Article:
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Hey, Find Your Own Godhood!

 
Some may say, "this is exposing too much" or "you're throwing yourself out to the wolves here." I'm not worried about that. Something that has been bubbling forth inside me for a while, something I grapple with, and this writing is a means for me to rectify this personal problem. One thing is for sure, it is, without a doubt, a cheaper form of therapy. Satanism warns us against hypocritical self-deceit, so here goes.


I struggle with self-confidence and anxiety. I have been for several years. Chalk it up to upbringing, bad childhood experiences, my unique brain chemistry, or just plain being the weirdo that I am—I have an issue with self-image. Yes, it is not nearly as bad as when I was a child or in my early twenties, but it is still there.


I have heard it said that the Satanic Bible is the best self-help book on the market. And for a fellow like me, I would have to agree. The little black book (along with other Satanic literature) has ignited the black flame and has kept it burning bright in ways that no other written work has. In my heart of hearts, I believe that it is responsible for keeping me alive in some instances. I have achieved more in the last few years than I have the many years prior: I have gotten over my phobia of driving, published a book, overcome my spending addiction, and stood tall during some honestly trying times. (here's looking at you, Covid-19) And yet, the monkey on my back sometimes continues to claw, screech, and cry for me to throw in the towel.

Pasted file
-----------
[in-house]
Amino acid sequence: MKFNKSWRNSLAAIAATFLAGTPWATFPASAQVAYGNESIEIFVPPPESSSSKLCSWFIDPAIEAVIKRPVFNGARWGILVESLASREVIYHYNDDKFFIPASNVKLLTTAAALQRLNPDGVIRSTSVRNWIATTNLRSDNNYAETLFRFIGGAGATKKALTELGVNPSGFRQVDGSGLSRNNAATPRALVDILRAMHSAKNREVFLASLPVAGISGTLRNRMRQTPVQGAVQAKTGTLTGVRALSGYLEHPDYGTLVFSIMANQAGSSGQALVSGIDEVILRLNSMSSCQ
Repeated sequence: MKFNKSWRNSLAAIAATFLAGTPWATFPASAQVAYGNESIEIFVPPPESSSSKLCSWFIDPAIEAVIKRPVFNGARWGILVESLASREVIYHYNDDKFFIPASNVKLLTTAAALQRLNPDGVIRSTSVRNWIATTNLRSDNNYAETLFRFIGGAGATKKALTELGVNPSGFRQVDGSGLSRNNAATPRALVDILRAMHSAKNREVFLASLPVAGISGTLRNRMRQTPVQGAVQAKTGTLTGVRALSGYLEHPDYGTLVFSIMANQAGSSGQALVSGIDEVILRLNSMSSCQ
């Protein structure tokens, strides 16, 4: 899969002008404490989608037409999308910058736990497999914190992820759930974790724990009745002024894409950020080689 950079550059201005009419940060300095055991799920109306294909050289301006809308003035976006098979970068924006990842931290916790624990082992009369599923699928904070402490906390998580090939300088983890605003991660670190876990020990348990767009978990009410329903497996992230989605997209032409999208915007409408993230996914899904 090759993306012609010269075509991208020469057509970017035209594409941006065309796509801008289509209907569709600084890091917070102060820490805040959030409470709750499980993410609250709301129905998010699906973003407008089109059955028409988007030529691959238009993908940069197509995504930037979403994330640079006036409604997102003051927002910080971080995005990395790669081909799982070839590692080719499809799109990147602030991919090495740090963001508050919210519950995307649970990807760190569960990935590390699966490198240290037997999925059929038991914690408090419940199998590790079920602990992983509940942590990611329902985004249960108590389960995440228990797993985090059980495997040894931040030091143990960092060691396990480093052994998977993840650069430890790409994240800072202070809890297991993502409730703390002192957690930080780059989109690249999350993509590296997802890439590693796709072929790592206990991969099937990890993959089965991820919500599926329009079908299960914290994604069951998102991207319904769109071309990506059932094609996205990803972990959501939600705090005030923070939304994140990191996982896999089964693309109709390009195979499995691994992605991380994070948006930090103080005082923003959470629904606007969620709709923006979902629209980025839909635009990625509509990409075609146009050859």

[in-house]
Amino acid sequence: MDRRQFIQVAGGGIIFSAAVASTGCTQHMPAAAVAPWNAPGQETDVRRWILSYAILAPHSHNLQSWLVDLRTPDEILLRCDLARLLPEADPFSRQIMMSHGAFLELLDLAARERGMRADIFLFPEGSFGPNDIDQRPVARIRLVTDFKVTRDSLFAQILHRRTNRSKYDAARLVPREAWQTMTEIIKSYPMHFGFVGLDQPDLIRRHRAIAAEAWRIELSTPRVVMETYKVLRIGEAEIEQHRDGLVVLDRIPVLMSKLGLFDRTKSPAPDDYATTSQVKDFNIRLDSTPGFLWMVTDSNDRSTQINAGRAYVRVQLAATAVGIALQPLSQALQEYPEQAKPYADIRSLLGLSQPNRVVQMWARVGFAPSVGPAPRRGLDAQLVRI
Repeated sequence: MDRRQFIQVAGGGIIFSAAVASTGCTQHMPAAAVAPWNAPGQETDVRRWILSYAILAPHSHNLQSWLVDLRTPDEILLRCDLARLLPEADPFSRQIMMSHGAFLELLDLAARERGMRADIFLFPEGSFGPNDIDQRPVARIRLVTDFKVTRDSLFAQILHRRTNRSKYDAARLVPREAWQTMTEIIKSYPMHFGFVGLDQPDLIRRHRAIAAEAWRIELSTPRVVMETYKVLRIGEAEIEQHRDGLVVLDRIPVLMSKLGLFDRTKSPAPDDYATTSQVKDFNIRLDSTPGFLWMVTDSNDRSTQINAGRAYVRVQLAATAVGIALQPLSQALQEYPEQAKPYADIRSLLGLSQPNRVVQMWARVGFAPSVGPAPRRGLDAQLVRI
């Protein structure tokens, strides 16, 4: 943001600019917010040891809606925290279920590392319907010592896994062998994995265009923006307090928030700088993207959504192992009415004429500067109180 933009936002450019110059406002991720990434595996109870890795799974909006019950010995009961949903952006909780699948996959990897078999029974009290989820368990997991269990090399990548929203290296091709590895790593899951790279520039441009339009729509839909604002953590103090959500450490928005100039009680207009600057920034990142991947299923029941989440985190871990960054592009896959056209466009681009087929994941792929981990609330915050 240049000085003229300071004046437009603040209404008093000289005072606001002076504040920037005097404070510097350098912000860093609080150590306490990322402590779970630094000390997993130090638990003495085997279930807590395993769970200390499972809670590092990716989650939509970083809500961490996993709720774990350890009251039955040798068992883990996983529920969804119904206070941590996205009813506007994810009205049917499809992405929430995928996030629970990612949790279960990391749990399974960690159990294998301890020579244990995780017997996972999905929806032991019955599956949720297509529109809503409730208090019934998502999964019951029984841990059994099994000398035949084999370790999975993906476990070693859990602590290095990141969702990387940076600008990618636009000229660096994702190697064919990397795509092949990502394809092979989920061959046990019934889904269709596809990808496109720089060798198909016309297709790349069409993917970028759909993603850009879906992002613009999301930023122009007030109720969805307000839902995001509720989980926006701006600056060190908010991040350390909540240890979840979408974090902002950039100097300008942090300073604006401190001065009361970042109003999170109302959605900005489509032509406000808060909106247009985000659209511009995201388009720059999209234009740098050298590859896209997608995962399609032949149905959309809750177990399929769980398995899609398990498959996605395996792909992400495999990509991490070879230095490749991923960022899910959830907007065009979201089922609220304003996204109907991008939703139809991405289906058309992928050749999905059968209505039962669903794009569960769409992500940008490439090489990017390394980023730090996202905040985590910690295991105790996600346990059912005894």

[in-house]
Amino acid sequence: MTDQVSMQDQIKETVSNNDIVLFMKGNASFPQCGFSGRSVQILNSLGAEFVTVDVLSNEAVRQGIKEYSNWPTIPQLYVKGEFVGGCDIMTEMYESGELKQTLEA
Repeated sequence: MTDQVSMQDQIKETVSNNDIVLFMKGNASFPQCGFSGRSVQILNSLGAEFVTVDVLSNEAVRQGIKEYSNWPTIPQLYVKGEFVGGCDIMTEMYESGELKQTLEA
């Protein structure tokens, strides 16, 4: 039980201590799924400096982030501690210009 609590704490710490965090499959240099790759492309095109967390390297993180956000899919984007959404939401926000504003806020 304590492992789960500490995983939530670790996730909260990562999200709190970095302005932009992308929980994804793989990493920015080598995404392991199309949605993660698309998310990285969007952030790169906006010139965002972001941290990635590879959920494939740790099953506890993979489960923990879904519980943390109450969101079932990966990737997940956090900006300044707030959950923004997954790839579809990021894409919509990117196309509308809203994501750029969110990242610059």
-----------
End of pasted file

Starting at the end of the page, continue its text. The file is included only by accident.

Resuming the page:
Anxiety, be it social and internal, plagues my mind at times. Its more insidious cousin, depression, rears it wart covered face from time to time as well. It is not merely the blues; it is something far worse. I will be honest, dear reader, there are days where getting out of bed is a triumph all in its own right, and I have to pat myself on the back for something that may seem so trivial. Then the final dubious ingredient throws itself into the pot: self-doubt.


"You're 32, and look at you, there are other individuals younger who have done more!"